Not working… ever again?

Not working… ever again?

Photo by Priscilla Du Preez on Unsplash

Yesterday I saw an article on LinkedIn titled, “Millions staying away from work,” which you can find here: Now, is that just click-bait or is it true? In the blurb, editor Jake Perez writes:

“About three million people who dropped out of the workforce during the pandemic say they plan to stay away indefinitely, reports The Wall Street Journal, citing research led by Stanford University economist Nick Bloom. The survey points to what it calls ‘long social distancing,’ a refusal or a reluctance to return to pre-COVID activities out of fear of getting sick or injured, as the main cause. The phenomenon threatens to depress the labor force for years, and Bloom says it shows work participation ‘isn’t going to magically bounce back.’ The research team says these workforce dropouts tend to be non-college-educated women in lower-paying fields.”


Exactly. Some of these companies are probably the same ones who claim that no one wants to work, entire generations are lazy, everyone should just love their company culture (which is often quite toxic), etc.

🔝  Yes! This! Most people do not want the butt-in-seat cubicle farm. We all now know that the emperor was naked all this time and we can’t go back to pretending he was wearing clothes.


The WSJ article this LI article references is a paid article (unfortunately) but you can find it here:  So… is this all click-bait or is it true?

For one thing, “indefinitely” is not the same as “forever.” The LinkedIn headline that “millions are staying away from work” makes it sound like hordes of people are planning to never go back to work, which is not accurate.

For another, what they are referring to as “long social distancing” probably has a lot of components to it. Things like:

-Who will take care of the kids if I get sick?
-Who will take care of the kids if I have to commute again?
-How will I afford the medicine / hospital stay if I get sick?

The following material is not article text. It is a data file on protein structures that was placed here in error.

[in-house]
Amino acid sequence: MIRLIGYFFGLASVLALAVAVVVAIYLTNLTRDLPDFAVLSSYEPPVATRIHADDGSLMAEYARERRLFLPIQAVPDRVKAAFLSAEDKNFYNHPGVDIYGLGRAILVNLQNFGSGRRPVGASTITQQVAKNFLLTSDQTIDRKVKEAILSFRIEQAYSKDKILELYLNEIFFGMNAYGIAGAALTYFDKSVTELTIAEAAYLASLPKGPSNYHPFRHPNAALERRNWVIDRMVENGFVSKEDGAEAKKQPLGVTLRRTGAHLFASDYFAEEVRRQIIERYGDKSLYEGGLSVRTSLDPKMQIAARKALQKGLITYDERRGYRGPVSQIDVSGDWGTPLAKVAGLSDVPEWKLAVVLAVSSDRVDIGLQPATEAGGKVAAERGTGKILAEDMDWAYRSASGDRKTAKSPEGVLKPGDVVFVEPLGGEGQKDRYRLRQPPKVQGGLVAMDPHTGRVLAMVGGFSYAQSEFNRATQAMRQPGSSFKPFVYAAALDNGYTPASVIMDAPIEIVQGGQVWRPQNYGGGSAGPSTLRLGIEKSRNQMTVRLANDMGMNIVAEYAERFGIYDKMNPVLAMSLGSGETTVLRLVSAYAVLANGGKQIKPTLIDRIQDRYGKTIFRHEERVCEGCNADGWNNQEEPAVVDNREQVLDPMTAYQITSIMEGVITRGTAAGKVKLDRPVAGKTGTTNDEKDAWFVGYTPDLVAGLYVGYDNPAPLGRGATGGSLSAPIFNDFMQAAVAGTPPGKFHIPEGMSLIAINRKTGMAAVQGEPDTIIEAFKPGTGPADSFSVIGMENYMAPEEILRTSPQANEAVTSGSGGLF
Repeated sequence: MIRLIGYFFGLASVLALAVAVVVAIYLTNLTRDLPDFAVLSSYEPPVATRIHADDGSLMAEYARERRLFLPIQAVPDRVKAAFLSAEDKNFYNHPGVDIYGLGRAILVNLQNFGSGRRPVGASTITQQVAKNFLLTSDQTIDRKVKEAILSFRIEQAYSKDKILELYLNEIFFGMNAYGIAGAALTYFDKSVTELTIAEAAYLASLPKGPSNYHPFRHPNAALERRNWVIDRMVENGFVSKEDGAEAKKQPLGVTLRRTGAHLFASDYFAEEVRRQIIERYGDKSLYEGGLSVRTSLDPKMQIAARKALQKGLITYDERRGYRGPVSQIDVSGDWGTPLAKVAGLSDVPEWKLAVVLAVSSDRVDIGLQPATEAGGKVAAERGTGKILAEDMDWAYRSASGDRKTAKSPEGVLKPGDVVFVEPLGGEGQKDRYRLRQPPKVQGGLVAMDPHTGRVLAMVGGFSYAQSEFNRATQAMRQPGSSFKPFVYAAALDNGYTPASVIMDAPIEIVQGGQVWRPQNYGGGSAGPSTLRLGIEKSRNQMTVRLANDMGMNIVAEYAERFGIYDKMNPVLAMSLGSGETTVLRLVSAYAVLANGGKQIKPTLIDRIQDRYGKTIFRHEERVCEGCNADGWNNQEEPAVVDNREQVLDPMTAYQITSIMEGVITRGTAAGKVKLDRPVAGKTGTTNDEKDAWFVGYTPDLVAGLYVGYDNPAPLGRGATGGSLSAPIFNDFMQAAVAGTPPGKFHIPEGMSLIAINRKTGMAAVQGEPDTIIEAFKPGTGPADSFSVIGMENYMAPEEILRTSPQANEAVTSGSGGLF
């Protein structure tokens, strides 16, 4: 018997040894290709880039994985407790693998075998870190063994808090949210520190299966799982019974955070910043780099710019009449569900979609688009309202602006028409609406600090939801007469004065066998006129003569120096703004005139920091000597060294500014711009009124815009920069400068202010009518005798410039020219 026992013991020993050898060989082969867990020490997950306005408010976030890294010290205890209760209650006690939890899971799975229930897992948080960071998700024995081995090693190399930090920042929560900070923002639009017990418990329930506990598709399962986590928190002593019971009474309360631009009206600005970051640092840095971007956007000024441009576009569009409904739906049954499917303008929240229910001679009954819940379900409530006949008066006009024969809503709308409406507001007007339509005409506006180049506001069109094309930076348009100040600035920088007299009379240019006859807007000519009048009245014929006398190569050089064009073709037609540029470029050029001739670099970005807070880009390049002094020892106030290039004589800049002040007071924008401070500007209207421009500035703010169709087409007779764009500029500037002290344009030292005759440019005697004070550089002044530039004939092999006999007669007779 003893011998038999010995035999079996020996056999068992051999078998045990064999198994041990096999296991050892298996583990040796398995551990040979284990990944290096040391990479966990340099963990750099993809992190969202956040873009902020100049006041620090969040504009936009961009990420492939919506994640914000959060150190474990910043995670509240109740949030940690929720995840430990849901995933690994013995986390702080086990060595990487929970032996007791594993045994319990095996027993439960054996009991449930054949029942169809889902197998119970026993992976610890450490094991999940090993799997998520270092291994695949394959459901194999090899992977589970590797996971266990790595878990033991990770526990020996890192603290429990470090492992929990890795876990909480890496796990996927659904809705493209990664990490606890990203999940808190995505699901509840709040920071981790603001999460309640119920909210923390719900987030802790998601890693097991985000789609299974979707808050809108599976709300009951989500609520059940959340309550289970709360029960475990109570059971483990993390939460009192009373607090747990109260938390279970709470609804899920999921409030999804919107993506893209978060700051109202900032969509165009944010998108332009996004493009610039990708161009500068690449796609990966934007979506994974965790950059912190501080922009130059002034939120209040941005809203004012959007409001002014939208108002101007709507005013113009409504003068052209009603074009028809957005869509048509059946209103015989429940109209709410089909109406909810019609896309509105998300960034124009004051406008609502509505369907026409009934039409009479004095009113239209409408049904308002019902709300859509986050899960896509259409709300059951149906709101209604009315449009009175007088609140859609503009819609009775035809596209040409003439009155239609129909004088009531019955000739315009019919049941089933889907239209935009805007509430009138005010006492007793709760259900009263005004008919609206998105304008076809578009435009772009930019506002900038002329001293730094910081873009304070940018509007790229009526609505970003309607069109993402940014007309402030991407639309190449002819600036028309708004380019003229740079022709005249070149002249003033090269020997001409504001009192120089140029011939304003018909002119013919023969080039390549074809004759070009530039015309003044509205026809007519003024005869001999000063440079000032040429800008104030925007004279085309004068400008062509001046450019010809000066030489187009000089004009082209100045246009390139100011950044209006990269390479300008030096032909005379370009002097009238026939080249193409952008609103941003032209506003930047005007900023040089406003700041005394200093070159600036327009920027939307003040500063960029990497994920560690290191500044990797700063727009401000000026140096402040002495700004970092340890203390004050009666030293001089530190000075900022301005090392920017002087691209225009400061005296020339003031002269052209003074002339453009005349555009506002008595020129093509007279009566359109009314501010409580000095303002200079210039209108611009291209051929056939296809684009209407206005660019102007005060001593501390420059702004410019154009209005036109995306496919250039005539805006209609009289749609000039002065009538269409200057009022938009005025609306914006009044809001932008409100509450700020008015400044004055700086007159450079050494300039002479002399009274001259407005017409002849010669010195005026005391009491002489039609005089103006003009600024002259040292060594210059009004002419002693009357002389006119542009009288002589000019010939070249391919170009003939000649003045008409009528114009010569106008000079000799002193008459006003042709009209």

-Will the pay rate offered by the job offset the cost of going to the job site? Especially with the price of gasoline being so high?
-Do I want to go back? Was all of it worth it? (Remember: this is not only The Great Resignation, it is also The Great Contemplation.)
-Am I happier in my current situation without a formal job? Some of these people who are showing up as “unemployed” could be in cash-only situations or working in some type of gig that’s more flexible.

Nicholas Bloom comments on this “long social distancing” phenomenon for The New York Times:

“‘I can understand that people in July 2020 are terrified,’ he said. At the time, about 11 percent of people surveyed reported they would ‘have no return to pre-Covid activities.’ But in February 2022, the latest monthly report from the economists, the figure was slightly up, to nearly 13 percent. Weighted for the national work force, that’s about 20 million adults, said Dr. Bloom.

‘Even if it’s just half that, it’s a huge number,’ he said. ‘It’s many millions of people who have disappeared out of society.’

The reason or reasons were not clear. Dr. Bloom hypothesized that some might be ‘happy with their hermit lifestyle’ and others might find interaction so stressful that they prefer isolation, or fear getting sick even if the coronavirus threat were to disappear.”

As a crusty old introvert, I love a good hermit lifestyle LOL. But are all of these people living as hermits? No, I highly doubt that. I’ve quoted Dan Pontefract before and will do so again. People are asking themselves what really matters:

“What’s Really Happening?
Now more than ever before, people are doing the mental and emotional legwork wondering:

-Is my boss a jerk? Are they kind?
-Do my teammates care about me?
-Does my organization stand for something?
-Am I paid fairly, respected & valued?
-Is the culture something I can work in?
-Is hybrid or flexible work allowable?
-Am I unfulfilled or fulfilled in my role?

That’s what is different. People are swimming in a cocoon of questions.”

I think part of what’s labeled as “long social distancing” is a recalibration of priorities. I can tell you in no uncertain terms I do not miss:

A long commute
Dressing up
Wearing shapewear and feeling like a human sausage
High heels that look cute but kill your feet
Waking up at 4am
Falling asleep at 8pm like great-grandma
Living just for the weekends
Hibernating out of sheer exhaustion during said weekends
Lots of wear & tear on my vehicle + expensive gasoline
The Cube Farm / Digital Panopticon
Toxic work environments
Lack of freedom and flexibility
Nothing ever being good enough
“A.I.S.” (@ss in seat) Syndrome
Lunch & learns
Any type of forced extrovert nonsense


So, IMHO, some of what’s being labeled as “long social distancing” and a super deep fear of Covid is actually a change in priorities. There’s a huge amount of on-demand technology now and this also includes on-demand employment and on-demand services. The person having DoorDash deliver food or Instacart bringing groceries may not be a shut-in who’s terrified of illness; that person may be WFH, running after small children, etc., and has made the decision that having a delivery is better than going out to obtain those goods on their own.

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